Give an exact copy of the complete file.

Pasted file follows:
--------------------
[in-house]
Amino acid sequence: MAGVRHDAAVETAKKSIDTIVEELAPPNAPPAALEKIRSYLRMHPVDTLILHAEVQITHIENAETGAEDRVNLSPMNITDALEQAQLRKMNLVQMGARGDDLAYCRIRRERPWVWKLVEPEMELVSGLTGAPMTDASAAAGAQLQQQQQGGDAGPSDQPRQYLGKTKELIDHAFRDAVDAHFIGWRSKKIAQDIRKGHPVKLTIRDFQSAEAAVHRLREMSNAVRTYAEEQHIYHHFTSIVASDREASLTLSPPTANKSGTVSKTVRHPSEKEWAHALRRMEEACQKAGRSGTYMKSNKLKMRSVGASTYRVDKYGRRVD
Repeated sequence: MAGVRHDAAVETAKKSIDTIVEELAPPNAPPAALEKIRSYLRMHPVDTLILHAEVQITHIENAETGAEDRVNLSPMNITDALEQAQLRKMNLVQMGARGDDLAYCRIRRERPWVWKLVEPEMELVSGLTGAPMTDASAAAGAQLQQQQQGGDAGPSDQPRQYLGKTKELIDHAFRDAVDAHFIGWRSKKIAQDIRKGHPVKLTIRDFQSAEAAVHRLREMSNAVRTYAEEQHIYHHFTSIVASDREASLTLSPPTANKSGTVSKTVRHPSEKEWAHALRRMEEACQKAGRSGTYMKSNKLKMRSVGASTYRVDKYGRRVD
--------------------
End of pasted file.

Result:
[in-house]
Amino acid sequence: MAGVRHDAAVETAKKSIDTIVEELAPPNAPPAALEKIRSYLRMHPVDTLILHAEVQITHIENAETGAEDRVNLSPMNITDALEQAQLRKMNLVQMGARGDDLAYCRIRRERPWVWKLVEPEMELVSGLTGAPMTDASAAAGAQLQQQQQGGDAGPSDQPRQYLGKTKELIDHAFRDAVDAHFIGWRSKKIAQDIRKGHPVKLTIRDFQSAEAAVHRLREMSNAVRTYAEEQHIYHHFTSIVASDREASLTLSPPTANKSGTVSKTVRHPSEKEWAHALRRMEEACQKAGRSGTYMKSNKLKMRSVGASTYRVDKYGRRVD
Repeated sequence: MAGVRHDAAVETAKKSIDTIVEELAPPNAPPAALEKIRSYLRMHPVDTLILHAEVQITHIENAETGAEDRVNLSPMNITDALEQAQLRKMNLVQMGARGDDLAYCRIRRERPWVWKLVEPEMELVSGLTGAPMTDASAAAGAQLQQQQQGGDAGPSDQPRQYLGKTKELIDHAFRDAVDAHFIGWRSKKIAQDIRKGHPVKLTIRDFQSAEAAVHRLREMSNAVRTYAEEQHIYHHFTSIVASDREASLTLSPPTANKSGTVSKTVRHPSEKEWAHALRRMEEACQKAGRSGTYMKSNKLKMRSVGASTYRVDKYGRRVD